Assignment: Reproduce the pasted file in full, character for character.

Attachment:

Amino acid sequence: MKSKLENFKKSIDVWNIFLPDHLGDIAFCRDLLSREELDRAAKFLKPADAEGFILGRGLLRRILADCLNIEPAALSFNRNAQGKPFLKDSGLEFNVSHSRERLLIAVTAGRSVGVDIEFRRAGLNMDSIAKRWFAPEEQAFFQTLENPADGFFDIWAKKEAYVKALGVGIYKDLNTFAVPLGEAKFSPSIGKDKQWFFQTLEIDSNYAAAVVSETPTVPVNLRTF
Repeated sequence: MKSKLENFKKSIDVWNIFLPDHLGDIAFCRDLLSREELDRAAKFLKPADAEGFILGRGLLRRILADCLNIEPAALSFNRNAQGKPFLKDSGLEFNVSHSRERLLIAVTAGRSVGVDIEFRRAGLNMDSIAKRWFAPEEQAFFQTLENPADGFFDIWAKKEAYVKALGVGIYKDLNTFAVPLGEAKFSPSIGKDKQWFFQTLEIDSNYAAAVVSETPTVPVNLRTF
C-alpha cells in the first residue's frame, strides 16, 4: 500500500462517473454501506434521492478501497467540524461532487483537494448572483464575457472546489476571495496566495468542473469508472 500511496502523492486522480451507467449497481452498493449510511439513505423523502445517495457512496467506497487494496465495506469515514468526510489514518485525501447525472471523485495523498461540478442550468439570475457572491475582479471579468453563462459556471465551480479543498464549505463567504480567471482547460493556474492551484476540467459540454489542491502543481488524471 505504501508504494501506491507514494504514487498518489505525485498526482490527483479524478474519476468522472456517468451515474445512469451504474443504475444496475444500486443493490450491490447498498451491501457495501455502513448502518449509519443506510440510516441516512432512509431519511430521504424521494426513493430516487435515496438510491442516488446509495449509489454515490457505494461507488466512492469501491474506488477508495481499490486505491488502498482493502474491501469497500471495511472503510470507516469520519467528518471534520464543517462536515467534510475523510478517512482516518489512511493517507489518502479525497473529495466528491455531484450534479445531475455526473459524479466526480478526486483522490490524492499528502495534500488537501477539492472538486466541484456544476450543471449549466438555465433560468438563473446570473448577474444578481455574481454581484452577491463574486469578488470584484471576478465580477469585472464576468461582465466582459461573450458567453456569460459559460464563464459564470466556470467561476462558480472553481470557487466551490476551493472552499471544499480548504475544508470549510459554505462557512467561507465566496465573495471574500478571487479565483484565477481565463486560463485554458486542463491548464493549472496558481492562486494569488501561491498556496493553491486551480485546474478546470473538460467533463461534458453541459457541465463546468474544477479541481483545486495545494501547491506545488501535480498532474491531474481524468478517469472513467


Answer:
Amino acid sequence: MKSKLENFKKSIDVWNIFLPDHLGDIAFCRDLLSREELDRAAKFLKPADAEGFILGRGLLRRILADCLNIEPAALSFNRNAQGKPFLKDSGLEFNVSHSRERLLIAVTAGRSVGVDIEFRRAGLNMDSIAKRWFAPEEQAFFQTLENPADGFFDIWAKKEAYVKALGVGIYKDLNTFAVPLGEAKFSPSIGKDKQWFFQTLEIDSNYAAAVVSETPTVPVNLRTF
Repeated sequence: MKSKLENFKKSIDVWNIFLPDHLGDIAFCRDLLSREELDRAAKFLKPADAEGFILGRGLLRRILADCLNIEPAALSFNRNAQGKPFLKDSGLEFNVSHSRERLLIAVTAGRSVGVDIEFRRAGLNMDSIAKRWFAPEEQAFFQTLENPADGFFDIWAKKEAYVKALGVGIYKDLNTFAVPLGEAKFSPSIGKDKQWFFQTLEIDSNYAAAVVSETPTVPVNLRTF
C-alpha cells in the first residue's frame, strides 16, 4: 500500500462517473454501506434521492478501497467540524461532487483537494448572483464575457472546489476571495496566495468542473469508472 500511496502523492486522480451507467449497481452498493449510511439513505423523502445517495457512496467506497487494496465495506469515514468526510489514518485525501447525472471523485495523498461540478442550468439570475457572491475582479471579468453563462459556471465551480479543498464549505463567504480567471482547460493556474492551484476540467459540454489542491502543481488524471 505504501508504494501506491507514494504514487498518489505525485498526482490527483479524478474519476468522472456517468451515474445512469451504474443504475444496475444500486443493490450491490447498498451491501457495501455502513448502518449509519443506510440510516441516512432512509431519511430521504424521494426513493430516487435515496438510491442516488446509495449509489454515490457505494461507488466512492469501491474506488477508495481499490486505491488502498482493502474491501469497500471495511472503510470507516469520519467528518471534520464543517462536515467534510475523510478517512482516518489512511493517507489518502479525497473529495466528491455531484450534479445531475455526473459524479466526480478526486483522490490524492499528502495534500488537501477539492472538486466541484456544476450543471449549466438555465433560468438563473446570473448577474444578481455574481454581484452577491463574486469578488470584484471576478465580477469585472464576468461582465466582459461573450458567453456569460459559460464563464459564470466556470467561476462558480472553481470557487466551490476551493472552499471544499480548504475544508470549510459554505462557512467561507465566496465573495471574500478571487479565483484565477481565463486560463485554458486542463491548464493549472496558481492562486494569488501561491498556496493553491486551480485546474478546470473538460467533463461534458453541459457541465463546468474544477479541481483545486495545494501547491506545488501535480498532474491531474481524468478517469472513467